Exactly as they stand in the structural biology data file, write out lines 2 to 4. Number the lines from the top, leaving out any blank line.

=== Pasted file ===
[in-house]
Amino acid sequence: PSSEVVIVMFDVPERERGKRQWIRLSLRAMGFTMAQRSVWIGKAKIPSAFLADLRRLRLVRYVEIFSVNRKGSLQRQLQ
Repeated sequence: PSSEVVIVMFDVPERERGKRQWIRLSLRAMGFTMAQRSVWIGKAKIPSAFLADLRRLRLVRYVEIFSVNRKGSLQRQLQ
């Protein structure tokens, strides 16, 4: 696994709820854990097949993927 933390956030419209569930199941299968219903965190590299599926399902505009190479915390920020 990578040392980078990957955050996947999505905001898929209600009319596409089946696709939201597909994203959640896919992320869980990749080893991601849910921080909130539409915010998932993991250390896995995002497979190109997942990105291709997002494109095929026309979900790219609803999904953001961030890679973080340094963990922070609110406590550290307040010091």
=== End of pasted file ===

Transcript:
Amino acid sequence: PSSEVVIVMFDVPERERGKRQWIRLSLRAMGFTMAQRSVWIGKAKIPSAFLADLRRLRLVRYVEIFSVNRKGSLQRQLQ
Repeated sequence: PSSEVVIVMFDVPERERGKRQWIRLSLRAMGFTMAQRSVWIGKAKIPSAFLADLRRLRLVRYVEIFSVNRKGSLQRQLQ
């Protein structure tokens, strides 16, 4: 696994709820854990097949993927 933390956030419209569930199941299968219903965190590299599926399902505009190479915390920020 990578040392980078990957955050996947999505905001898929209600009319596409089946696709939201597909994203959640896919992320869980990749080893991601849910921080909130539409915010998932993991250390896995995002497979190109997942990105291709997002494109095929026309979900790219609803999904953001961030890679973080340094963990922070609110406590550290307040010091």